The New Flagship: Ryzen 9 3900X
The Ryzen 3000 series will debut a new product tier for AMD: Ryzen 9. In this case, the Ryzen 9 3900X will be AMD’s first mainstream desktop 12-core processor. The processor is the only one of the group that uses two chiplets, in a 6+6 configuration. The 3900X will have a base frequency of 3.8 GHz, a turbo frequency of 4.6 GHz, and line up with 6 MB of L2 cache and 64 MB of L3 cache. This confirms that each chiplet has 32 MB of L3 cache, doubling what we saw on the first generation of the Zen microarchitecture. This CPU has a TDP of 105W, which for AMD processors is usually a good measure of all-core power consumption, and will be enabled with 24 PCIe 4.0 lanes (16 for GPU, 4 for storage, 4 for the chipset).
Mainstream Madness: Ryzen 7 at 65W
For the Ryzen 7 lineup, AMD is keeping this for the 8-core versions. These CPUs only have a single chiplet inside, and no dummy chiplet. Of the two CPUs in this segment, the one that gets a big shock from us is actually the cheaper model.
The Ryzen 7 3700X is an eight core, sixteen thread CPU with a 3.6 GHz base frequency and a 4.4 GHz turbo frequency. It has 4 MB of L2 and 36 MB of L3 (half the L3 compared to Ryzen 9, because it only has one chiplet), but the amazing thing is that this chip has a TDP of just 65W. Just on paper, it looks like this processor is one of the most efficient x86 performance desktop processors ever made. This is likely the CPU configuration that AMD used in its Cinebench R20 demo back at CES, where it showed R20 equivalent multithreaded performance for 40% less system power. And the price for all this performance? Only $329. If I put my reviewer hat on and look at these specifications at a high level, the Ryzen 7 3700X promises to be the mainstream chip of choice for a substantial number of high-performance PCs this year.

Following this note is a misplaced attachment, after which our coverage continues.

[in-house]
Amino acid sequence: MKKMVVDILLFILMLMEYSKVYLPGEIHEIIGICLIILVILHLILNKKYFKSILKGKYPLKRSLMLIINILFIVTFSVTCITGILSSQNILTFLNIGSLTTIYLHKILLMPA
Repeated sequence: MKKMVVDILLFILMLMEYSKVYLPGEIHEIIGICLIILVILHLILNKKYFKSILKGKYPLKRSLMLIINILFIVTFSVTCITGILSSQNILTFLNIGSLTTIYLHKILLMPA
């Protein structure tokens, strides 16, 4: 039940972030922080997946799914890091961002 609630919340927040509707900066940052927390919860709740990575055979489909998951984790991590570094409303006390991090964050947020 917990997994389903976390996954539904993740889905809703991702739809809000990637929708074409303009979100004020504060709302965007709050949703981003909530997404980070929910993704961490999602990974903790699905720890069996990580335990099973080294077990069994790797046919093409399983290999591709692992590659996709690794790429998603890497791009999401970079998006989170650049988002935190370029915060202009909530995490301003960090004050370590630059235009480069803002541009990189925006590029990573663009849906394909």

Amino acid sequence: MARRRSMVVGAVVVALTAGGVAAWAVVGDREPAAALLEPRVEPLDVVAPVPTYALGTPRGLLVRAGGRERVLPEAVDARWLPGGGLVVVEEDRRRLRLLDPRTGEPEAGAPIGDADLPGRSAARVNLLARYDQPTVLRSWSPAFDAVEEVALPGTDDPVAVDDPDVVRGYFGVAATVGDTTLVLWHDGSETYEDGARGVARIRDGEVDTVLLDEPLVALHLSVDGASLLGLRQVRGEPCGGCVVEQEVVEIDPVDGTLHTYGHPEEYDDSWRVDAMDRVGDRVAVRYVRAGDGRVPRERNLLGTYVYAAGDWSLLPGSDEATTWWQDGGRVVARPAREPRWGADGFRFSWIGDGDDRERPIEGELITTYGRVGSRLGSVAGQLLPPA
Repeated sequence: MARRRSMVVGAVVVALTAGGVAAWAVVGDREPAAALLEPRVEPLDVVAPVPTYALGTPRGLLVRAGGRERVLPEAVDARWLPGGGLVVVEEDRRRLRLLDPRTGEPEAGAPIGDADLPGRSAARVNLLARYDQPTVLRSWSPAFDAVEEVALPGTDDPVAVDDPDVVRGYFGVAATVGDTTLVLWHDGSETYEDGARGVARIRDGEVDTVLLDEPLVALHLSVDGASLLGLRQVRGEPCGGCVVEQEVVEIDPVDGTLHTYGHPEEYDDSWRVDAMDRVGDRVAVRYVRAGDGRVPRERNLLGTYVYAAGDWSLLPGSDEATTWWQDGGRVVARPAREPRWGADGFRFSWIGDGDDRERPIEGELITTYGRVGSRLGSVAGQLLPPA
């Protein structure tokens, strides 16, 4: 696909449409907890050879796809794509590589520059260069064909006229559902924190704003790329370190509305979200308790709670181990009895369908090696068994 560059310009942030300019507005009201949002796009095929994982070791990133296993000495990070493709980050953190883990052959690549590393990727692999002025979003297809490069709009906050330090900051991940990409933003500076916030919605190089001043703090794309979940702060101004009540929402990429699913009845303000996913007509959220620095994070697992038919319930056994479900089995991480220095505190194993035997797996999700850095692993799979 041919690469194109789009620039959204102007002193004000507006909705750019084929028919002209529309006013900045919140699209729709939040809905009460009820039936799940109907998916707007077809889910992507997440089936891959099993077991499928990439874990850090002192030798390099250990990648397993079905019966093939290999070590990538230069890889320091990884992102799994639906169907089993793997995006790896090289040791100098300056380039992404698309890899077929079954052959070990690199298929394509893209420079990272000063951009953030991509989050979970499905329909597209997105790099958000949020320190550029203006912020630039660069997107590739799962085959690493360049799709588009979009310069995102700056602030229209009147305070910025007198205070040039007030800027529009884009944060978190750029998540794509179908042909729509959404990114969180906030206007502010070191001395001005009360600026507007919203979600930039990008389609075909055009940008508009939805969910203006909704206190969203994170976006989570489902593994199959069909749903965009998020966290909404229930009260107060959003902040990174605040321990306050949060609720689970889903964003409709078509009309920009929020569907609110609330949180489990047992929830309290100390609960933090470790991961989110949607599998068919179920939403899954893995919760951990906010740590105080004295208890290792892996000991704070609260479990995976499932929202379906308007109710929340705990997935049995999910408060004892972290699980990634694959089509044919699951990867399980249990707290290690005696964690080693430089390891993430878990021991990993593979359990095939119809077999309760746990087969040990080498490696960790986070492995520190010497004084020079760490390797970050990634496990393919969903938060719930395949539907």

The other CPU in this bracket is the Ryzen 7 3800X. This is going to be the direct upgrade from the current Ryzen 7 2700X, comes with eight cores and sixteen threads, with a base frequency of 3.9 GHz and a boost frequency of 4.5 GHz. It doesn’t seem overly impressive compared to the 3700X with its larger 105W TDP for only a few hundred MHz more on the base frequency, however as we’ve seen with the 2nd Gen Ryzen, that extra TDP headroom usually helps with technologies like XFR that manage the boost frequencies. AMD hasn’t said anything new about how XFR or Precision Boost works in the new generation yet, we have to wait until nearer launch for that information. However the extra frequency and extra TDP will cost an extra $70: the Ryzen 7 3800X will retail for $399.
AMD provided some performance numbers to compare AMD to Intel CPUs. All of these tests are using Cinebench R20, which should be noted is a floating point rendering test that AMD already does well on, but there aren’t any specific optimizations here for each CPU.
Direct chip to chip comparisons put AMD’s single thread performance against Intel at +1%. Though it should be noted here that something like the Ryzen 7 3800X, which boosts to 4.5 GHz, is being compared to an Intel CPU that boosts to 5.0 GHz. That would put IPC on this test firmly in the hands of AMD. Multi-threading results are a similar scenario, although the margin of difference tends to drop the more cores that AMD has access to, perhaps because more cores are fighting to get to the memory with a slightly extended memory latency compared from Intel.